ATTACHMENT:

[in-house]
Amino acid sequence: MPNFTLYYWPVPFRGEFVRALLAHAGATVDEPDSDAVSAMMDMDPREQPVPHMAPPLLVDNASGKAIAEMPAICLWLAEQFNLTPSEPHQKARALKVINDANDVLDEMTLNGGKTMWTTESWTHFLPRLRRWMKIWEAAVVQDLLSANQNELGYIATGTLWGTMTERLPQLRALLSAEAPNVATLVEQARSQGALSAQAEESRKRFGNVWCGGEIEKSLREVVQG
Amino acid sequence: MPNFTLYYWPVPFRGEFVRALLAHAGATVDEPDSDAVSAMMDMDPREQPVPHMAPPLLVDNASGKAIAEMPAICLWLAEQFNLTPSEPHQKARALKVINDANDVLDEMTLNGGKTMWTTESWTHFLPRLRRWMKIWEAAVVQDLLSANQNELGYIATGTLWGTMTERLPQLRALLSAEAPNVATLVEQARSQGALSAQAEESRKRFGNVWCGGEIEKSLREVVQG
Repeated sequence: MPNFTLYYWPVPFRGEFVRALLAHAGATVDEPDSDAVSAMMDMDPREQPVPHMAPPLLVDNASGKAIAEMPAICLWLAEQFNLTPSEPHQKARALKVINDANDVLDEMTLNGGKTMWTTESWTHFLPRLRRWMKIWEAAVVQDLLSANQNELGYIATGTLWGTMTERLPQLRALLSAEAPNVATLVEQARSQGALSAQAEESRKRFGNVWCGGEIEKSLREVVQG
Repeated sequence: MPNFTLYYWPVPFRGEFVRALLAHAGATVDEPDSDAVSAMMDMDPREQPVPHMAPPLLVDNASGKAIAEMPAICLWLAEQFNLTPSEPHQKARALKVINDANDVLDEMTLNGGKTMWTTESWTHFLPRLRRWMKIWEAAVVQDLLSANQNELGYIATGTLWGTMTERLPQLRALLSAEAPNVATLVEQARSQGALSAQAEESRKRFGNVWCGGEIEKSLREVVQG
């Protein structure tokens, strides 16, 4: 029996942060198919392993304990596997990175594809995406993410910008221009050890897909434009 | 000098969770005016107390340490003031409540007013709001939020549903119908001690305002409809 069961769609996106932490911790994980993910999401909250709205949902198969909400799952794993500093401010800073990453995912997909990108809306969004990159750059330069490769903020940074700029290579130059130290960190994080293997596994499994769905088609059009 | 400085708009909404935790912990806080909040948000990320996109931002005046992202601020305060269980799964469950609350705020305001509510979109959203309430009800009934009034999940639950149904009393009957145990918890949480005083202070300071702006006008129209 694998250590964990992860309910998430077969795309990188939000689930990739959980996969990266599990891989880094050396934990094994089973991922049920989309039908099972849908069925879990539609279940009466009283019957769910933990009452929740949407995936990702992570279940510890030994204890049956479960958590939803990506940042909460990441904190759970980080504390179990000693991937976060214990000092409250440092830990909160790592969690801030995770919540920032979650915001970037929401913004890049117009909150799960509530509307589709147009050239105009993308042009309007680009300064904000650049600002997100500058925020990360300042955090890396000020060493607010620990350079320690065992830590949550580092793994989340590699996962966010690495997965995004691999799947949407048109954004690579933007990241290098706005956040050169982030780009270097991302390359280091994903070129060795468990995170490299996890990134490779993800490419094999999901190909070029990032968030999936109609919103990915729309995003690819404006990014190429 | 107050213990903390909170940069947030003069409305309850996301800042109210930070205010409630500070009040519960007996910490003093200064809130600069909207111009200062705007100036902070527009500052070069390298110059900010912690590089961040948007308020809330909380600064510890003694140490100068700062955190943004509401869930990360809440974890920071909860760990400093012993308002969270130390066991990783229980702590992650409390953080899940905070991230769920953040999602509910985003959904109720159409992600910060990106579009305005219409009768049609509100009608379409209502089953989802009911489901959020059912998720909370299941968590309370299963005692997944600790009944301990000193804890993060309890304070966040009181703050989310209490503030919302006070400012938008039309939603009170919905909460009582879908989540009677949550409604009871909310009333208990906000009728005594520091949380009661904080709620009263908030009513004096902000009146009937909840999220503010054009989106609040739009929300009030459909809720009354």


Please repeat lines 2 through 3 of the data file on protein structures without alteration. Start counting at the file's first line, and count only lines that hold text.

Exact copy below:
Amino acid sequence: MPNFTLYYWPVPFRGEFVRALLAHAGATVDEPDSDAVSAMMDMDPREQPVPHMAPPLLVDNASGKAIAEMPAICLWLAEQFNLTPSEPHQKARALKVINDANDVLDEMTLNGGKTMWTTESWTHFLPRLRRWMKIWEAAVVQDLLSANQNELGYIATGTLWGTMTERLPQLRALLSAEAPNVATLVEQARSQGALSAQAEESRKRFGNVWCGGEIEKSLREVVQG
Amino acid sequence: MPNFTLYYWPVPFRGEFVRALLAHAGATVDEPDSDAVSAMMDMDPREQPVPHMAPPLLVDNASGKAIAEMPAICLWLAEQFNLTPSEPHQKARALKVINDANDVLDEMTLNGGKTMWTTESWTHFLPRLRRWMKIWEAAVVQDLLSANQNELGYIATGTLWGTMTERLPQLRALLSAEAPNVATLVEQARSQGALSAQAEESRKRFGNVWCGGEIEKSLREVVQG